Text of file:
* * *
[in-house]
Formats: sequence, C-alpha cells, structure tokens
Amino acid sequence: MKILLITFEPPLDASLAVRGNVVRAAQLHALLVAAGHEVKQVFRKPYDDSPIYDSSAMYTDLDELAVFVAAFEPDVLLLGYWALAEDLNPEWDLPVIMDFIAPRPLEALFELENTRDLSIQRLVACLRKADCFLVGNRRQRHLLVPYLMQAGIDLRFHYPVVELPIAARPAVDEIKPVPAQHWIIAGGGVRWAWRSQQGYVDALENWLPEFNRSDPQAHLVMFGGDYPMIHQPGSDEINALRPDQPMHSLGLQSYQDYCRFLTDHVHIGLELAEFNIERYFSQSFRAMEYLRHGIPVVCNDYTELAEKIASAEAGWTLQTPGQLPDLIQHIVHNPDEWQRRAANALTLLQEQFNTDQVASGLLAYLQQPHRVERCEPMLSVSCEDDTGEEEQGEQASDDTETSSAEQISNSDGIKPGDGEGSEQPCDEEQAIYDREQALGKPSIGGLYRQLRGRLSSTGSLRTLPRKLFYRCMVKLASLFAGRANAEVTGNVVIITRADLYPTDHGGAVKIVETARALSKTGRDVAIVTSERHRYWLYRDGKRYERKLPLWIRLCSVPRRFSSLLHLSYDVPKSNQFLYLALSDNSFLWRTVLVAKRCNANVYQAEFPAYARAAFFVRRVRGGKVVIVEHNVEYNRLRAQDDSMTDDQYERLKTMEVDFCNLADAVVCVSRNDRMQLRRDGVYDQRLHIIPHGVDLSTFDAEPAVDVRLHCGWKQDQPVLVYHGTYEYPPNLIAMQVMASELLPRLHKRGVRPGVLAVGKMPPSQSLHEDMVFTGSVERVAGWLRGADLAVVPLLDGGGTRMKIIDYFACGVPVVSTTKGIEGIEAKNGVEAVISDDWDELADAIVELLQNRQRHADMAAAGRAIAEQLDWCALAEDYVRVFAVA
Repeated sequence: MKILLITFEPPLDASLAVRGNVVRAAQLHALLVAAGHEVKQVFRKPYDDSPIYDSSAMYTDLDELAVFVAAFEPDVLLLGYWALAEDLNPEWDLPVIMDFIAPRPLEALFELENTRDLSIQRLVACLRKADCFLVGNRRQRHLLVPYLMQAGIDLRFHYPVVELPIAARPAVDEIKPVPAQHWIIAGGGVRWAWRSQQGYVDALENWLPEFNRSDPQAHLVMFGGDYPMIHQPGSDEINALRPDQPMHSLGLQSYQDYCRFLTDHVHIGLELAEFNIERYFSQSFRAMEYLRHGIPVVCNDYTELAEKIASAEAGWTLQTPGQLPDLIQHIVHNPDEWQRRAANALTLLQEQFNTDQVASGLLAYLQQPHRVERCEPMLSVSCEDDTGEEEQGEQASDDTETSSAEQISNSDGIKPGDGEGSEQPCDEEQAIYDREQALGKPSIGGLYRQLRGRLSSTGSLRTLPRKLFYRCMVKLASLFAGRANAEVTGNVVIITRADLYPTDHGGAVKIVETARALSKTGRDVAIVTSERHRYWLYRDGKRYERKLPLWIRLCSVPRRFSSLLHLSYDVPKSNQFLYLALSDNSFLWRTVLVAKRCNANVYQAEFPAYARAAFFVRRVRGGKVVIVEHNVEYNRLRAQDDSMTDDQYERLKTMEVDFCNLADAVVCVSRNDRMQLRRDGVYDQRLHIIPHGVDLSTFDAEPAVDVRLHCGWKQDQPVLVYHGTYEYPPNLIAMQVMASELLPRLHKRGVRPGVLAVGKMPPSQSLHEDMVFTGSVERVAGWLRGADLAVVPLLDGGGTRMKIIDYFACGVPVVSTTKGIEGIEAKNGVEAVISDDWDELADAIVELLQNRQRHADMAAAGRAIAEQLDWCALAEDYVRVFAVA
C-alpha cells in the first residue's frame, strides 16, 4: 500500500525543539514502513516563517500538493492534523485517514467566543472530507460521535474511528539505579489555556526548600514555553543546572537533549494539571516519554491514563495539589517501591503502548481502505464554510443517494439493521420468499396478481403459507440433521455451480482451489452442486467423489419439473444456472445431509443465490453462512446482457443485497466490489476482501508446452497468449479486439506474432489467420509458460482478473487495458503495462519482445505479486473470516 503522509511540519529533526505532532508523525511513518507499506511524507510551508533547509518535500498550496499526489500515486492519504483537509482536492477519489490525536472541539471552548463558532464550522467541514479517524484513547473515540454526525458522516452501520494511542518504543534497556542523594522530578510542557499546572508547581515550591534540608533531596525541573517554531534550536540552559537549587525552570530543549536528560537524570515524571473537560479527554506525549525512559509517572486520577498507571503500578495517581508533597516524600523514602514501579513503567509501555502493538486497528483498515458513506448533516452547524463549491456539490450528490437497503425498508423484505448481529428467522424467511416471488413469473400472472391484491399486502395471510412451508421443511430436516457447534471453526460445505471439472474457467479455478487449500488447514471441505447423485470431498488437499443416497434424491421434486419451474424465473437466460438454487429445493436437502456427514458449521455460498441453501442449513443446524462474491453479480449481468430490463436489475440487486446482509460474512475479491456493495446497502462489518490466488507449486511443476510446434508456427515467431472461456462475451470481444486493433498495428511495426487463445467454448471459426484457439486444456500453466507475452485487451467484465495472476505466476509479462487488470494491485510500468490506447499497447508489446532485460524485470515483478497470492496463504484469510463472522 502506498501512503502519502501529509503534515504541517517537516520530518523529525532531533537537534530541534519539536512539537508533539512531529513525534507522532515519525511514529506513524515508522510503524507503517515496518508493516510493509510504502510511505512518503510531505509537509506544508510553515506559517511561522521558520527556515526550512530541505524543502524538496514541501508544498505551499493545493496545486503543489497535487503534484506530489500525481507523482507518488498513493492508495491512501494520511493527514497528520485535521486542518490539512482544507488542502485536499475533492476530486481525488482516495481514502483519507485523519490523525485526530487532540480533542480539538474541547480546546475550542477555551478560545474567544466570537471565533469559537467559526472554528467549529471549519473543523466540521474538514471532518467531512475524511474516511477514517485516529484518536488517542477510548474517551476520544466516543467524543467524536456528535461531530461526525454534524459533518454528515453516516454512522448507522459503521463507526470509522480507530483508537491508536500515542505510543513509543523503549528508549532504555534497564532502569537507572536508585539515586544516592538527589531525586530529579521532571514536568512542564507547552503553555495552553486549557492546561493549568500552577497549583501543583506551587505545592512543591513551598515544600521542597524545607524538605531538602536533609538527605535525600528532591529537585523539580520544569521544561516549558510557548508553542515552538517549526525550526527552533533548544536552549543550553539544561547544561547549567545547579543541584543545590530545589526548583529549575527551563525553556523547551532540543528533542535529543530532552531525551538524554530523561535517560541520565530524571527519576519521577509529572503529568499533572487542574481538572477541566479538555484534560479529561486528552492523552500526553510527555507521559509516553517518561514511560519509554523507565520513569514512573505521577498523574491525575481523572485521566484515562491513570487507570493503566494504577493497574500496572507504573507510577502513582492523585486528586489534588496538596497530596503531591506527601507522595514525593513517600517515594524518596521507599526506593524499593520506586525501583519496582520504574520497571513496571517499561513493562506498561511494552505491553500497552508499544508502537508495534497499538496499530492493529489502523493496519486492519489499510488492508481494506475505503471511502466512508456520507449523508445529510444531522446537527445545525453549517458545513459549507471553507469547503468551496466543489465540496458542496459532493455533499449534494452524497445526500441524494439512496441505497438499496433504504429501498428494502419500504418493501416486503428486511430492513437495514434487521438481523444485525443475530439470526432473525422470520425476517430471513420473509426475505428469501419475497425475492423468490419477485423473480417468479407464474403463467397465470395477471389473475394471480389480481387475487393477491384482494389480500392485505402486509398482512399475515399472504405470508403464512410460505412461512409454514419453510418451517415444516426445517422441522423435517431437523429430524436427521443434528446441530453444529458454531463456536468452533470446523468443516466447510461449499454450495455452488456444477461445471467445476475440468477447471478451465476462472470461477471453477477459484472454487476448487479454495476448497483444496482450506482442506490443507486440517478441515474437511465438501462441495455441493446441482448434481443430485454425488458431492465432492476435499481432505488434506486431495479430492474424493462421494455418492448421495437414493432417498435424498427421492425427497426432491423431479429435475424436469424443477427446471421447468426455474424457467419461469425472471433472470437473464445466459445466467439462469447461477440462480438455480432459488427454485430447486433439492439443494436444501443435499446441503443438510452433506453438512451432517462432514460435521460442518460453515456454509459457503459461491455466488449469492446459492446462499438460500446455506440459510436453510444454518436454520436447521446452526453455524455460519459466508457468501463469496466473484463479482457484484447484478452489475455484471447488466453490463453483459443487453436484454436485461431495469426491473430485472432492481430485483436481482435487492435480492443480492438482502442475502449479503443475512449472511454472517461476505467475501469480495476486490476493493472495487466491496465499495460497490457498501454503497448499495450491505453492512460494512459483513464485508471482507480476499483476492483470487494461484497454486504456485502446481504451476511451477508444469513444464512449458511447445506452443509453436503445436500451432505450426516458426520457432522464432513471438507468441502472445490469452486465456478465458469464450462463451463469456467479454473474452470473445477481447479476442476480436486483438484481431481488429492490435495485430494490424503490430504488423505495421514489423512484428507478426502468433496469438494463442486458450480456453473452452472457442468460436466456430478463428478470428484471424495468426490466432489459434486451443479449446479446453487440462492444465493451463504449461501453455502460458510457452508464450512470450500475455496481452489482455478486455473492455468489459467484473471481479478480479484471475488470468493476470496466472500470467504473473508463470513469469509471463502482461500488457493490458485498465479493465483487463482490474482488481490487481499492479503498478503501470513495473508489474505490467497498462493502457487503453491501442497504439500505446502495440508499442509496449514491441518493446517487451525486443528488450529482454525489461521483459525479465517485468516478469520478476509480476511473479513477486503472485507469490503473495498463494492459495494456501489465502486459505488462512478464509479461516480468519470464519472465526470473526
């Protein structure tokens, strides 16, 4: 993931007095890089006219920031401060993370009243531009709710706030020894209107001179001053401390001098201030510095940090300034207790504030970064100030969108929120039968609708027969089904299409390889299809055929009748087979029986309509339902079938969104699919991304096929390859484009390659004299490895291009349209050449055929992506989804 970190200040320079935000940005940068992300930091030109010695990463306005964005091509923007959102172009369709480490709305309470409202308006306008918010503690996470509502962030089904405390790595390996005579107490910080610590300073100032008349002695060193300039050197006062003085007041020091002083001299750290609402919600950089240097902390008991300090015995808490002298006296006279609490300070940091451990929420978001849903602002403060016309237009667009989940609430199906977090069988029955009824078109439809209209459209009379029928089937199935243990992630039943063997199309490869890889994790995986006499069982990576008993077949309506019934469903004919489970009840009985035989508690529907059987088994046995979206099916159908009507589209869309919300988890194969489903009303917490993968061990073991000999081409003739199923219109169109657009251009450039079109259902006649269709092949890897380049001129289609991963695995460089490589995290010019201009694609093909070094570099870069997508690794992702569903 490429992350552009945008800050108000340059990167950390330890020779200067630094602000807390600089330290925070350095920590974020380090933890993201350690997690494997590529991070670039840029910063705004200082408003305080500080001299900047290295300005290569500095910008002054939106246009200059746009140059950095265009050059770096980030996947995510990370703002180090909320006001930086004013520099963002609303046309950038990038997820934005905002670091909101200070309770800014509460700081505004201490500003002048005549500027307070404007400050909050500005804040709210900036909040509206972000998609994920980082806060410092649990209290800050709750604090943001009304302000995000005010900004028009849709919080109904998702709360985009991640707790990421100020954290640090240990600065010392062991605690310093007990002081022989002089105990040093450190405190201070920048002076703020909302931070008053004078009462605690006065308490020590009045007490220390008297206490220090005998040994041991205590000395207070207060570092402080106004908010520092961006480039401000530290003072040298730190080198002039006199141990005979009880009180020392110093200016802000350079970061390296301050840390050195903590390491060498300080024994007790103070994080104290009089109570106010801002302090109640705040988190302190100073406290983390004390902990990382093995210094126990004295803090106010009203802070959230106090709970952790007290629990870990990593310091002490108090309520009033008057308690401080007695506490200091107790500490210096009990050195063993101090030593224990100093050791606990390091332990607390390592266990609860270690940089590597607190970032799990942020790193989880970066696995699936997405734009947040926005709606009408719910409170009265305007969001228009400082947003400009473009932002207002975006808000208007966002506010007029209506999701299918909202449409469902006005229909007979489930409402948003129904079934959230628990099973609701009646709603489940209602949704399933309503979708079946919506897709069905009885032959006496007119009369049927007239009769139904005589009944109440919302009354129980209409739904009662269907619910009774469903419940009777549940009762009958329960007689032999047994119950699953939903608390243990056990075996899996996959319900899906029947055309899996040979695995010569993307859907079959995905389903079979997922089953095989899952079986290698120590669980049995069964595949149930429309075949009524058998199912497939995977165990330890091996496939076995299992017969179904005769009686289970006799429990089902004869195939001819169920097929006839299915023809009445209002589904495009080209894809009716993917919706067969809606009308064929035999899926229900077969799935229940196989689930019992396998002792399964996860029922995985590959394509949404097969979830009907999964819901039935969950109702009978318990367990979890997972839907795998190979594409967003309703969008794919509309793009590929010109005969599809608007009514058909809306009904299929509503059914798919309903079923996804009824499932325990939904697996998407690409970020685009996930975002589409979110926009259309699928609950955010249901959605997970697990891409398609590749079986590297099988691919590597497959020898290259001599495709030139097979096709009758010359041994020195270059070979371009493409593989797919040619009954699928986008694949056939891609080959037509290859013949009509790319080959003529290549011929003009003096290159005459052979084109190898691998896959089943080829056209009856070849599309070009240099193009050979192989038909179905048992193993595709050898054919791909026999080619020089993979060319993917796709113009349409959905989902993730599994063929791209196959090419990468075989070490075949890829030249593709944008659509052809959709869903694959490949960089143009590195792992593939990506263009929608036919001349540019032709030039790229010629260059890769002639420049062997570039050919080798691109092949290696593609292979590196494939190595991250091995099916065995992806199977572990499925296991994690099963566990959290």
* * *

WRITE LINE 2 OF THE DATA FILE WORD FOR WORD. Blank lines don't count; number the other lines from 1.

Formats: sequence, C-alpha cells, structure tokens